What is a code of practice?

Approved codes of practice

Safe Work Australia has developed model codes of practice that support work health and safety laws in consultation with state and territory governments.

A model code of practice becomes an approved code of practice with effect in Tasmania once it has been approved by the Minister responsible for work health and safety in Tasmania under section 274 of the Work Health and Safety Act 2012.

Preserved codes of practice

As part of the transition from the Workplace Health and Safety Act 1995 (repealed) to the new work health and safety regime under the Work Health and Safety Act 2012, four codes of practice from the former regime have been preserved. They are the:

  1. Code of Practice for the Safe Use of Reinforced Plastics, published by WorkSafe Tasmania
  2. Code of Practice for Risk Management of Agricultural Shows and Carnivals, published by WorkSafe Tasmania
  3. Forest Safety Code, published by the Safety Standards Committee, Tasmanian Forest Industries Training Board Inc
  4. Code of Practice for the Tasmanian Abalone Industry, developed by the Tasmanian Abalone Council Ltd

By virtue of section 15 of the Work Health and Safety (Transitional and Consequential Provisions) Act 2012 these codes are taken to be approved codes of practice under the new Act.

A code of practice provides detailed information on how you can achieve the standards required under the work health and safetylaws.

These do not replace these laws, but codes of practice can help you understand what you need to do to comply with specific regulations and to provide and safe and healthy workplace.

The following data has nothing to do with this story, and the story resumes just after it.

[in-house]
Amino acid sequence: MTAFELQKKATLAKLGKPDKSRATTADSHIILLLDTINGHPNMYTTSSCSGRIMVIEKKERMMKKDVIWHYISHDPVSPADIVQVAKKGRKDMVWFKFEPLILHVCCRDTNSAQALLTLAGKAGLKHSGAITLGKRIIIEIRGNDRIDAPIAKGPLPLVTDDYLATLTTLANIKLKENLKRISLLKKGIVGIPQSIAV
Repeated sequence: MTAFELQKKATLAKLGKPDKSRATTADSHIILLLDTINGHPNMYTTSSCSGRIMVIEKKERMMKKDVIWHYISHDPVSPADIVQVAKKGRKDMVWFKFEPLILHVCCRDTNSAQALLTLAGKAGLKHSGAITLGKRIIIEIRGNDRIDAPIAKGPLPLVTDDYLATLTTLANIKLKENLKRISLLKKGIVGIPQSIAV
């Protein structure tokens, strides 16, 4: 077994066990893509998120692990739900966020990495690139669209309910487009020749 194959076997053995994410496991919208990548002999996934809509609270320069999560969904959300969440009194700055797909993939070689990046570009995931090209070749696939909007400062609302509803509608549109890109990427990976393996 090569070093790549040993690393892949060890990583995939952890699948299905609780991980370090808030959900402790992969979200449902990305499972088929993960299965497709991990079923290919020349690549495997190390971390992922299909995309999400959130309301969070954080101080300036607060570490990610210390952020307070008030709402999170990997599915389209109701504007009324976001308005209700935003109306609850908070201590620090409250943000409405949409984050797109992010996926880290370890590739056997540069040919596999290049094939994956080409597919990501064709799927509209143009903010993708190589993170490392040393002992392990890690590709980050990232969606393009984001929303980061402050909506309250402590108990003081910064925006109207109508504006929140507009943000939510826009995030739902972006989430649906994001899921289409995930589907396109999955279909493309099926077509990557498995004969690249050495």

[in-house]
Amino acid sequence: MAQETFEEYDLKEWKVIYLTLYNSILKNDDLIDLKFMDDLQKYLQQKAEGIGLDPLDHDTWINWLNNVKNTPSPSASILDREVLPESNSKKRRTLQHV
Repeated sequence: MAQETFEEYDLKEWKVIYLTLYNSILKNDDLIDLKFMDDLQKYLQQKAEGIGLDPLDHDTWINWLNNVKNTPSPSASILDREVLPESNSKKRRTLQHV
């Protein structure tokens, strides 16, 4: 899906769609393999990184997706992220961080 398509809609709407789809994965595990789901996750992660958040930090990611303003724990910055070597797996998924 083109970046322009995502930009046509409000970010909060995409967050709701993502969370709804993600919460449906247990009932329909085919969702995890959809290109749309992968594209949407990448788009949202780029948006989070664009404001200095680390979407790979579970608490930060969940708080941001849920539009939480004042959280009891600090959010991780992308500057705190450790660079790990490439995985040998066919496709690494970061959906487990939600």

Who they apply to 

A Code of Practice applies to anyone who has a duty of care in the circumstances described in the code.

In most cases, following an approved code of practice would achieve compliance with the health and safety duties in the Act.

Like regulations, codes of practice deal with particular issues and do not cover all hazards or risks which may arise. The health and safety duties require duty holders to consider all risks associated with work, not only those for which regulations and codes of practice exist.

The Codes, dependent on the subject matter, offer guidance and may include information on

  • the scope and application of the code
  • health and safety duties in relation to the code
  • managing associated risks
  • how to consult workers
  • consulting, co-operating and co-ordinating activities with other duty holders.

Many of the Codes include checklists and risk assessment sheets.

Are they legally binding

Codes of practice are admissible in court proceedings under the Work Health and Safety Act 2012 and the Work Health and Safety Regulations 2012.

Courts may regard a code of practice as evidence of what is known about a hazard, risk or control, and rely on it to determine what is 'reasonably practicable' in the circumstances to which the code relates.

It is recognised that equivalent or better ways of achieving the required work health and safety outcomes may be possible. For that reason compliance with codes of practice is not mandatory providing that any other method used provides an equivalent or higher standard of work health and safety than suggested by the code of practice.

Further, an inspector can refer to a code of practice when issuing an improvement or prohibition notice.

Safe Work Australia has guidance material that can also help you achieve the standards under work health and safety laws.

How to use a code

The Codes are written as a practical guide on different areas or subjects of work health and safety.

  • When the word 'should' is used it is to indicate a recommended course of action.
  • When the word 'may' is used it is to indicate an optional course of action.

Codes also include various references to provisions of the Act and Regulations which set out the legal requirements. These references are not exhaustive.

The words 'must', 'requires' or 'mandatory' indicate that a legal requirement exists and must be complied with.

Codes of Practice